In February, Venkatachalam demanded Patel's resignation owning up moral responsibility for the massive $1.8 billion Punjab National Bank scam/fraud allegedly committed by diamond retailer.
     
    "The continued silence of the RBI Governor with regard to the scam/fraud in PNB is surprising and astounding. It indicates the deep involvement and failure of RBI in non-monitoring the Nostro account of PNB," Venkatachalam had told IANS then.
     
    In April, the AIBEA had aggain demanded Patel's resignation, charging that the central bank was grossly negligent on several issues, including the cashless ATMs across the country.
     
    In a statement at the time, Venkatachalam had said: "RBI has increasingly become irrelevant because they are becoming an appendage of the government, not enforcing their independent powers.
     
    "In issue after issue, RBI is found wanting. It is high time that the present RBI Governor owns up and resigns or he should be removed. RBI is grossly negligent."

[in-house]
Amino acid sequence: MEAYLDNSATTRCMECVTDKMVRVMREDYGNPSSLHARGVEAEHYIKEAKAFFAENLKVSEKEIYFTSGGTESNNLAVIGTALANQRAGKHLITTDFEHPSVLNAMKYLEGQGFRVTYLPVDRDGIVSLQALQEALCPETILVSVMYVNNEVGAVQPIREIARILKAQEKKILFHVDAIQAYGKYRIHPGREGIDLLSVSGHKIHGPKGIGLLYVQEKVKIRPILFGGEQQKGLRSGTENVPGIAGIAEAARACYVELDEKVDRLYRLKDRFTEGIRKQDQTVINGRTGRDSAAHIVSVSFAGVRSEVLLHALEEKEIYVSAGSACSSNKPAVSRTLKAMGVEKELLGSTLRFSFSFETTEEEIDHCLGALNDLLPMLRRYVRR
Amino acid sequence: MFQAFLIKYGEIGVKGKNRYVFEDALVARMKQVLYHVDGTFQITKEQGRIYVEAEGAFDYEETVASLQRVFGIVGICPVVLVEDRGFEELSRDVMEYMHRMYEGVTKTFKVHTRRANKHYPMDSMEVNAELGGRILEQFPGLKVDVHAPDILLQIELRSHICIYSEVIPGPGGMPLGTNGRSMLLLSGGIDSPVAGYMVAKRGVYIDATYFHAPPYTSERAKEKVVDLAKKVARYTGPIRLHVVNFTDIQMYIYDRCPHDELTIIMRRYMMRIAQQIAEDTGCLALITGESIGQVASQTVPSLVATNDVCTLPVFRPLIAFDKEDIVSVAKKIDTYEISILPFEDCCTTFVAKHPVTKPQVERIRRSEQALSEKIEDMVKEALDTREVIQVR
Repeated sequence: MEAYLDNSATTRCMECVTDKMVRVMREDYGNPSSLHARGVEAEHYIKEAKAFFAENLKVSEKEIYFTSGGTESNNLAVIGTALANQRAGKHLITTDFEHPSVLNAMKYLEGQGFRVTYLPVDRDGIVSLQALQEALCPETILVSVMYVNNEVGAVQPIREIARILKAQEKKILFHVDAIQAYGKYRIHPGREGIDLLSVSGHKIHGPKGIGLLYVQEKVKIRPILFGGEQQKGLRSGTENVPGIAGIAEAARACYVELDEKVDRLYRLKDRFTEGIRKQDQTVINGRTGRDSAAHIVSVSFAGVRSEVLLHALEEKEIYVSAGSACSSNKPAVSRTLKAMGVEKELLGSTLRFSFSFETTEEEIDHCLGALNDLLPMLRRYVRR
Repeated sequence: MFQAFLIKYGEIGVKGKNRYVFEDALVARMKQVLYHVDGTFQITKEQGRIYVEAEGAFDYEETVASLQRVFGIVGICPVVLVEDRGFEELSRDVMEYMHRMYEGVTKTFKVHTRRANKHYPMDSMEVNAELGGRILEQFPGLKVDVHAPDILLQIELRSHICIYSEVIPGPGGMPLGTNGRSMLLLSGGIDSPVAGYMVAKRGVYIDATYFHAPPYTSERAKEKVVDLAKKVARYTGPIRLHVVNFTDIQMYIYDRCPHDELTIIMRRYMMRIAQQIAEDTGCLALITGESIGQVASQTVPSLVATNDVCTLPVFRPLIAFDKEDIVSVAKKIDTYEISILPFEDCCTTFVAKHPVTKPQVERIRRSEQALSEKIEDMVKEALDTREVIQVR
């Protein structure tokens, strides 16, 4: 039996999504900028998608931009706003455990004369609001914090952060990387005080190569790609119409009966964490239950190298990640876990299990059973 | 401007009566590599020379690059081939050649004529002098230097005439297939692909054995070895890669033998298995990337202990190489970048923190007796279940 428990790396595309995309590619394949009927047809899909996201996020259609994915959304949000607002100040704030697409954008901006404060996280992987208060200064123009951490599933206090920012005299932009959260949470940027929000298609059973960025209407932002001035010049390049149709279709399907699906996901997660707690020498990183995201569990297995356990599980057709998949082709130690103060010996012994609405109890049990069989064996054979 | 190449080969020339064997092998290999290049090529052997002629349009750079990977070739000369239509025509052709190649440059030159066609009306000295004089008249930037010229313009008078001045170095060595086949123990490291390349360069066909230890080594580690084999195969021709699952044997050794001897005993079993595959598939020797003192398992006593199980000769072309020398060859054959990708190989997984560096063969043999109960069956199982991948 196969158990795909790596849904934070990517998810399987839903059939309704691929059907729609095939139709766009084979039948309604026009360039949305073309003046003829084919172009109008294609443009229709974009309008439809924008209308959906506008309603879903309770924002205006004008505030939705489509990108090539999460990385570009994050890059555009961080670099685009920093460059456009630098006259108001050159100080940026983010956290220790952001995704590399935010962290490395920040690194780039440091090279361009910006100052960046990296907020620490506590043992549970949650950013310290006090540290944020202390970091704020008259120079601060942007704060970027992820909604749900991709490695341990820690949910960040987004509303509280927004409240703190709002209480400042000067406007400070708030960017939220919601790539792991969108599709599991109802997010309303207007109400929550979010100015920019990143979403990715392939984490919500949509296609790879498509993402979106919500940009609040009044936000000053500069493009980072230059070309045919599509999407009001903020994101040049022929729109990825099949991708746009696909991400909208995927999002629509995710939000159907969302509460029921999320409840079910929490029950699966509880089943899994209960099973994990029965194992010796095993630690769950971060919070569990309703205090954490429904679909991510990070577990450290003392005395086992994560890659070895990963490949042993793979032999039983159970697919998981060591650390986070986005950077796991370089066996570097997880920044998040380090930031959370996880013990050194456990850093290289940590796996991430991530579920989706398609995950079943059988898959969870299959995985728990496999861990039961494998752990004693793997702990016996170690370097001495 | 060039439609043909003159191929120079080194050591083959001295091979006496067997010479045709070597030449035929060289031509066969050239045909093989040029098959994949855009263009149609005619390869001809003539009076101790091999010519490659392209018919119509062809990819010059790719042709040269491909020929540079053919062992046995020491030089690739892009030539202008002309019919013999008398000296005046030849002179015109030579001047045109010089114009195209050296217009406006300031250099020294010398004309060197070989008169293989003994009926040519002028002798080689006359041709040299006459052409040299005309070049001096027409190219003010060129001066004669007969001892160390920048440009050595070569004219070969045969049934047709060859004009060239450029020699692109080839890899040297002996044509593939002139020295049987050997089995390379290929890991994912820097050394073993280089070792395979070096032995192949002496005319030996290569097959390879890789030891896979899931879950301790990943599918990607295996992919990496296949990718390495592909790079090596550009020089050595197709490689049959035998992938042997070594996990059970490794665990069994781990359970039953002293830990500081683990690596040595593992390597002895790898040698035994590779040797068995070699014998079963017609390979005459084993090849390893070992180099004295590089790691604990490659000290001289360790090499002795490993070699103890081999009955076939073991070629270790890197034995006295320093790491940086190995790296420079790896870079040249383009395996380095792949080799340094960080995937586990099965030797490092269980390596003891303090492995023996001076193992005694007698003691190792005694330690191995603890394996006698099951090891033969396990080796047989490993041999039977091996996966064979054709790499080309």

Disclaimer: Information, facts or opinions expressed in this news article are presented as sourced from IANS and do not reflect views of Moneylife and hence Moneylife is not responsible or liable for the same. As a source and news provider, IANS is responsible for accuracy, completeness, suitability and validity of any information in this article.
  • Like this story? Get our top stories by email.

    User 

    COMMENTS

    Dr.Dhananjaya Bhupathi

    2 years ago

    1. Why CHV is questioning Shri Urjit Patel's resignation, when he [CHV] valiantly demanded resignation on 2 occasions? CHV Sir, do you have any mind think?
    2. Why CHV should not resign from AIBEA, when lacs of Bankmen demand your resignation, comrade? Why do you continue to lead, shamelessly, even after retiring 1 decade ago?
    3. How much further favours you expect from XI BPS to benefit your only daughter/son-in-law?
    4. Whether AIBEA is a dead force to shunt out?
    5. It is left to the wisdom of UFBU affiliates whether to go on INDEFINITE STRIKE FROM 26.12.2018 against banks' mergers.

    How Loans to Promoters and Poor Disclosure Was Used To Boost Net Worth, Loan Book and Valuation of DHFL